Plugin init fails with "System.Exception: No PlugIn subclass found."


#1

I’m developing a plugin that has started to have the problem summarized in the title. The infuriating thing is that it’s not consistent; one some machines, the init fails, and on others, it works fine. It works on all of our development machines, which might be a clue, but I can’t think of how. It’s such a weird problem. When I rename the .rhp to a .dll and load it in an Object Browser I can see the plugin class (with appropriate ancestry) fine. I have been able to establish that when it doesn’t work the plugin constructor isn’t being called.

It might matter that the plugin doesn’t directly inherit from Rhino.PlugIns.PlugIn; there’s an intermediate class in the way. But I that system hasn’t changed since the last time this worked.

Any ideas?


(Dale Fugier) #2

My simple example of a plug-in that does not directly inherit from Rhino.PlugIns.PlugIn seems to work here.

SampleRose.zip (3.5 KB)

We will probably need more information and details as to what you doing. Just curious, why are you not inheriting directly from Rhino.PlugIns.PlugIn?


(Steve Baer) #3

Is your intermediate class abstract? If it isn’t, then there will most likely be problems since the plug-in loading routine is looking for the definition of a single public class that is derived from PlugIn, has a default constructor, and is not abstract. If it finds more than one, then you should get a message about this error.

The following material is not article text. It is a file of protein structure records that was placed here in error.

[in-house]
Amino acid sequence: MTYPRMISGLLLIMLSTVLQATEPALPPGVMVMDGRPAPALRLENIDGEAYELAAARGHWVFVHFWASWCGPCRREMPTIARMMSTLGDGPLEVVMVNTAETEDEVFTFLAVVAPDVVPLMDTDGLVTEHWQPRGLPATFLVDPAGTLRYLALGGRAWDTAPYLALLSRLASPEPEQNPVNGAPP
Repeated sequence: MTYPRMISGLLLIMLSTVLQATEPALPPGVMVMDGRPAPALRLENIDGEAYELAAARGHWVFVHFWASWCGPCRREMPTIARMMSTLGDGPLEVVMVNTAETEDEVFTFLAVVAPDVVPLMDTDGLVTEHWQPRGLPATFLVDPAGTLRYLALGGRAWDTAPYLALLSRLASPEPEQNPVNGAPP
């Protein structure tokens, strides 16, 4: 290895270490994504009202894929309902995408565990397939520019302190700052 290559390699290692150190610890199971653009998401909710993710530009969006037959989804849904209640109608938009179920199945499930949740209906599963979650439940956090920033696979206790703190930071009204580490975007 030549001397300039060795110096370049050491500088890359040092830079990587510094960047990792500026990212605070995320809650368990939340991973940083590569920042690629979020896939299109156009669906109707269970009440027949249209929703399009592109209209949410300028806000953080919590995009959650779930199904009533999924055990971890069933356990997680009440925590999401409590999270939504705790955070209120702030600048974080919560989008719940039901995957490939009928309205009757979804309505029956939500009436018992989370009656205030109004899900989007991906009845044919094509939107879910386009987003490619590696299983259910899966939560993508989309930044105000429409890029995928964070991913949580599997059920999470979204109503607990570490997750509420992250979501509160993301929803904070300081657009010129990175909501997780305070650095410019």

#4

The intermediate class is abstract, and as I said, it’s worked before and it still works sometimes.

The reason we don’t inherit directly is essentially convenience; our collection of plugins all had a set of things that they needed to do and it was easier to write up an abstract class and send it to individual plugin developers to inherit from than to say “and make sure your plugin does all these things.” However, I guess it’s no longer worth the trouble, so I can just take that layer out. I’m still curious about the indeterminism of the problem, but hopefully it can be made academic at this point.


(Steve Baer) #5

I don’t know. I’ve never heard of this issue before.


#6

We’ve found the problem. It was…the Visual Basic Power Packs, which include a handful of WinForms controls. Apparently when the assembly is missing from the plugin directory, rather than emitting the standard error you’d expect to see, I got this. I still have no idea why, but supplying the assembly seemed to fix the problem.

The Power Packs are included transparently with VS 2010, which is why we didn’t notice that we had an external reference we weren’t accounting for.


(Dale Fugier) #7

Thanks for the update.